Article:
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Knowing is Half the Battle

A column article, Comics Bulletin Soapbox by: Kevin Powers
A little under a month ago, IDW Publishing acquired the comic book rights to Hasbro's storied G.I. Joe franchise. In this latest Silver Soapbox, lifelong G.I. Joe fan and CB's own Kevin Powers lays the foundations for what he believes should be the direction of the franchise in comic book form.

I enjoyed Michael Bay's interpretation of Transformers. I thought it was fun, a bit over the top, action-packed and generally good entertainment. In fact, I thought Transformers was done damn near perfectly. I mean, what did you really expect from a movie based on a cartoon about giant super-intelligent robots fighting each other? In my best Michael Bay voice I will tell you it was "AWESOME" (cue exploding something).

Now I think one thing people forget is that while Lorenzo di Bonaventura was indeed a producer, and the driving force behind this film, there is also another name amongst the producers that holds a hell of a lot more water than Bonaventura, Steven Spielberg. Spielberg was there to almost ensure a good film was being made, and Transformers was well done.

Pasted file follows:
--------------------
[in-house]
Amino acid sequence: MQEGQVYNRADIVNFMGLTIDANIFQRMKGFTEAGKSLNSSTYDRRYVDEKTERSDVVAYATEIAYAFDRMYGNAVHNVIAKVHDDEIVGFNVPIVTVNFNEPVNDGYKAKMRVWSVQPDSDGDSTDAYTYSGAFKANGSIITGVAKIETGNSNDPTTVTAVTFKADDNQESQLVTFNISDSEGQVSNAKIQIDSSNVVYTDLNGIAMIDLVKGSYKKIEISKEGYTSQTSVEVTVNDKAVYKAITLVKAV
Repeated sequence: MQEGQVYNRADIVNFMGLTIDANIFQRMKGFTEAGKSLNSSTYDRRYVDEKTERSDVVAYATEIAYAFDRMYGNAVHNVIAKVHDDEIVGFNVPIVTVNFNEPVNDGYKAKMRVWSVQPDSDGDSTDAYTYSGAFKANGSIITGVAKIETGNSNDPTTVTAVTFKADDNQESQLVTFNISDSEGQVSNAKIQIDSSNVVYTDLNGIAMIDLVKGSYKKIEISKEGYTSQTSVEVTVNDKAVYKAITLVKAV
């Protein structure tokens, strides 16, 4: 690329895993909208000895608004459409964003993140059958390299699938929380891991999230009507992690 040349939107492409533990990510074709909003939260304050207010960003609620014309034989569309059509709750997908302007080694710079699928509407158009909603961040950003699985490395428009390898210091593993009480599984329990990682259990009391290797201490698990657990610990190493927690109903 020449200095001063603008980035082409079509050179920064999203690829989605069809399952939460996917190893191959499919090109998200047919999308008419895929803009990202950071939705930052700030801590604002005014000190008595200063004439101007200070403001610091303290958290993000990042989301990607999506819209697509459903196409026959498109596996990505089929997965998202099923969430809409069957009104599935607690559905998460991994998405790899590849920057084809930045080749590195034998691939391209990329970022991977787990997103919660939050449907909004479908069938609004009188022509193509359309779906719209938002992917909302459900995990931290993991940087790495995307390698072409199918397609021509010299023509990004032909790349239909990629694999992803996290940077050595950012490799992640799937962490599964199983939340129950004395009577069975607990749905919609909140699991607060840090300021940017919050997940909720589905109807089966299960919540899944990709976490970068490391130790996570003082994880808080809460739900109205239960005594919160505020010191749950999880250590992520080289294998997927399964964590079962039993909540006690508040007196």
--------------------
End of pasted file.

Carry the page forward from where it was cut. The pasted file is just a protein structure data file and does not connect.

So what of Hasbro's other major property? Hasbro is without doubt, the undisputed toy king, I am a stockholder, believe me, I know. Hasbro also does Lucas' s toys, Star Wars and Indiana Jones, as well as Marvel's toys, and they are all doing extremely well. But Hasbro has also recently revived their longest running franchise, a franchise which has an extremely loyal fan base of which I belong. This is a property that holds a special place in many people's hearts because of its impact on a person's childhood.